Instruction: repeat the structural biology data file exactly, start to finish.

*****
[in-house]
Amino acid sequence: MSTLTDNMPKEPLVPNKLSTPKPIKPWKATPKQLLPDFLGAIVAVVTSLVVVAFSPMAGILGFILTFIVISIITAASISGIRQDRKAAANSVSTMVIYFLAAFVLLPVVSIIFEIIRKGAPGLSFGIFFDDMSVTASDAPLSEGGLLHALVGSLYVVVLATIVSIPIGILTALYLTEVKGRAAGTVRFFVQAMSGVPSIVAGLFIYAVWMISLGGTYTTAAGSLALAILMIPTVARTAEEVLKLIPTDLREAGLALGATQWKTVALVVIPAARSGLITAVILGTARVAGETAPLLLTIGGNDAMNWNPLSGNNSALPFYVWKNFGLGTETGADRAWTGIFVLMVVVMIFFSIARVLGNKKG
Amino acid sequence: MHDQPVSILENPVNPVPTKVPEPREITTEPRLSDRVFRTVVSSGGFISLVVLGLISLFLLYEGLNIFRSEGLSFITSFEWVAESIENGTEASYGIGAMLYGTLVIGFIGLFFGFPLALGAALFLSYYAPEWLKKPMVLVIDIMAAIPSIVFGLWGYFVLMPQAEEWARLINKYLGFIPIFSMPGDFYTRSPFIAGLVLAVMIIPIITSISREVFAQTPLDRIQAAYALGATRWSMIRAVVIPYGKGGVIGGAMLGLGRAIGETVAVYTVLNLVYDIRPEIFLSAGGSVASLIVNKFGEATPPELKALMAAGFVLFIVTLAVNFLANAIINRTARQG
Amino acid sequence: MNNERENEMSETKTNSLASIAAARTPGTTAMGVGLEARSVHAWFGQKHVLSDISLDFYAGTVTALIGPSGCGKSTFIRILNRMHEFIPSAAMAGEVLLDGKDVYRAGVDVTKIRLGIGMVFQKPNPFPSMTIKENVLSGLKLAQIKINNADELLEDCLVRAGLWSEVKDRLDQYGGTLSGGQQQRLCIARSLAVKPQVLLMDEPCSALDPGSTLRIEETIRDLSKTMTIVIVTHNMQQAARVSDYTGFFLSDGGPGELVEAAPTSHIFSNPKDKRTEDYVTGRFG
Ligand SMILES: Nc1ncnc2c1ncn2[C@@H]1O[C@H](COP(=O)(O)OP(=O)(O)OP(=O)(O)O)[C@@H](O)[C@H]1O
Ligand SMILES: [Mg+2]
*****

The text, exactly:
[in-house]
Amino acid sequence: MSTLTDNMPKEPLVPNKLSTPKPIKPWKATPKQLLPDFLGAIVAVVTSLVVVAFSPMAGILGFILTFIVISIITAASISGIRQDRKAAANSVSTMVIYFLAAFVLLPVVSIIFEIIRKGAPGLSFGIFFDDMSVTASDAPLSEGGLLHALVGSLYVVVLATIVSIPIGILTALYLTEVKGRAAGTVRFFVQAMSGVPSIVAGLFIYAVWMISLGGTYTTAAGSLALAILMIPTVARTAEEVLKLIPTDLREAGLALGATQWKTVALVVIPAARSGLITAVILGTARVAGETAPLLLTIGGNDAMNWNPLSGNNSALPFYVWKNFGLGTETGADRAWTGIFVLMVVVMIFFSIARVLGNKKG
Amino acid sequence: MHDQPVSILENPVNPVPTKVPEPREITTEPRLSDRVFRTVVSSGGFISLVVLGLISLFLLYEGLNIFRSEGLSFITSFEWVAESIENGTEASYGIGAMLYGTLVIGFIGLFFGFPLALGAALFLSYYAPEWLKKPMVLVIDIMAAIPSIVFGLWGYFVLMPQAEEWARLINKYLGFIPIFSMPGDFYTRSPFIAGLVLAVMIIPIITSISREVFAQTPLDRIQAAYALGATRWSMIRAVVIPYGKGGVIGGAMLGLGRAIGETVAVYTVLNLVYDIRPEIFLSAGGSVASLIVNKFGEATPPELKALMAAGFVLFIVTLAVNFLANAIINRTARQG
Amino acid sequence: MNNERENEMSETKTNSLASIAAARTPGTTAMGVGLEARSVHAWFGQKHVLSDISLDFYAGTVTALIGPSGCGKSTFIRILNRMHEFIPSAAMAGEVLLDGKDVYRAGVDVTKIRLGIGMVFQKPNPFPSMTIKENVLSGLKLAQIKINNADELLEDCLVRAGLWSEVKDRLDQYGGTLSGGQQQRLCIARSLAVKPQVLLMDEPCSALDPGSTLRIEETIRDLSKTMTIVIVTHNMQQAARVSDYTGFFLSDGGPGELVEAAPTSHIFSNPKDKRTEDYVTGRFG
Ligand SMILES: Nc1ncnc2c1ncn2[C@@H]1O[C@H](COP(=O)(O)OP(=O)(O)OP(=O)(O)O)[C@@H](O)[C@H]1O
Ligand SMILES: [Mg+2]